Little River Falls - Little River Canyon National Preserve, Alabama
Little River Falls in Alabama
A paved path leads to an overlook
where visitors can enjoy the beauty
of Little River Falls. The waterfall is
part of Little River Canyon.
Little River Falls from Above
An second overlook on Canyon
Rim Drive offers a dramatic view of
the falls and head of Little River
Little River Canyon National Preserve, Alabama
Little River Falls
Water thunders over the powerful 45-foot waterfall
at Little River Canyon National Preserve. It is atop
Lookout Mountain near Fort Payne, Alabama.
Scenic Beauty in Alabama
Little River Falls is one of the most scenic
and accessible waterfalls in the South. It is
located atop Lookout Mountain near
Payne, Alabama.

A major feature of the
Little River Canyon
National Preserve, the waterfall runs
year-round and marks the head of what many
call the "Grand Canyon of the East." The
canyon is 12 miles long and reaches depths
of more than 600 feet.

One of its most photographed features, the
waterfall is located where Alabama Highway
35 crosses the Little River. The falls are less
than a 30-minute drive from Interstate 59 at
Fort Payne and can be seen from overlooks
on both sides of the river.

The most popular way to see Little River
Falls is via the access point just east of the
Highway 35 bridge. A paved but steep path
leads from the parking lot to an overlook near
the falls. Adventurous visitors can make their
way from there onto the rocks at the top of the

The second overlook is on
Canyon Rim
Drive. It provides a view of the 45-foot high
falls from the top of the canyon and is easy to
access by persons of all abilities.

Little River Falls has been a landmark for
thousands of years. Native Americans visited
the waterfall for centuries before the arrival of
Europeans. Spanish explorers Hernando de
Soto and Tristan de Luna passed nearby.

The falls quickly attracted the attention of
early settlers. An important road crossed just
upstream and both Confederate and Union
troops passed by during the War Between
the States (or Civil War).

The community of Edna Hill grew up around
Little River Falls during the late 19th and
early 20th centuries. Centered around a mill
that was built just above the falls where the
rushing water provided a power source to
turn the mill wheel, the community included a
store, church and homes.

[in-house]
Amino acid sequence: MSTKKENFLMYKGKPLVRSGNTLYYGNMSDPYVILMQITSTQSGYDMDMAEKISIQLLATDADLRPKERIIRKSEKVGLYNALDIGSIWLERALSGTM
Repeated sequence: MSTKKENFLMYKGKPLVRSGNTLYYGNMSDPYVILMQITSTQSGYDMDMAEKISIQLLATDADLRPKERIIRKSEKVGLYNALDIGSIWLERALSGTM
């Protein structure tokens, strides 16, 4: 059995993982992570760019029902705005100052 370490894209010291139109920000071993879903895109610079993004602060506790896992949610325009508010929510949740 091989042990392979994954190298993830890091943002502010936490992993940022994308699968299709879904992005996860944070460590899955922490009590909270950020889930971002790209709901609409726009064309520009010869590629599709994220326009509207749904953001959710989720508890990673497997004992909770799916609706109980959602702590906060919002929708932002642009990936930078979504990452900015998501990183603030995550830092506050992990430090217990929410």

The little settlement faded into history during
the 20th century and only photographs
survive today. An interpretive panel at the east
observation deck tells the story of Edna Hill.
Historic photos help visitors visualize the
area as it once appeared.

The waterfall is preserved in its natural state
and flows with impressive force throughout
the year. It is now part of Little River Canyon
National Preserve and is at the head of the
main section of the canyon.
Little River Canyon is 12 miles long and is
more than 600 feet deep in places. Formed
by rushing water like that pouring over the
falls, it is one of the most beautiful places in
Alabama and the South.

Local preservationists - including members
of the country band Alabama - led a fight to
have the canyon and falls declared a national
park area. They achieved success with the
designation of Little River Canyon National
Preserve in 1992. One of the nation's newest
national parks, it attracts thousands of
visitors each year.

Little River Falls is one of the most popular
spots in the preserve. The park on the east
bank offers picnic tables, restrooms and
hiking trails.  

There are no accommodations or campsites
at the falls, but nearby DeSoto State Park
offers a hotel/lodge, cabins, campsites and
more. Numerous hotels are also available in
Fort Payne and Mentone.

Numerous other waterfalls can be seen
along the Little River as it runs through the
canyon. Of special interest is Grace's High
Falls, a seasonal waterfall that is believed to
be the tallest in Alabama. It can be seen from
Canyon Rim Drive.
Little River Falls in Winter
The waterfall flows year-round but
takes on a striking appearance
during the winter months when the
Little River runs high.
Little River Falls in Summer
The waterfall remains picturesque
even during the summer months,
when lower water allows the
adventurous to approach the falls
on foot.
Copyright 2011 & 2014 by Dale Cox
All rights reserved.

Last Updated: September 3, 2014
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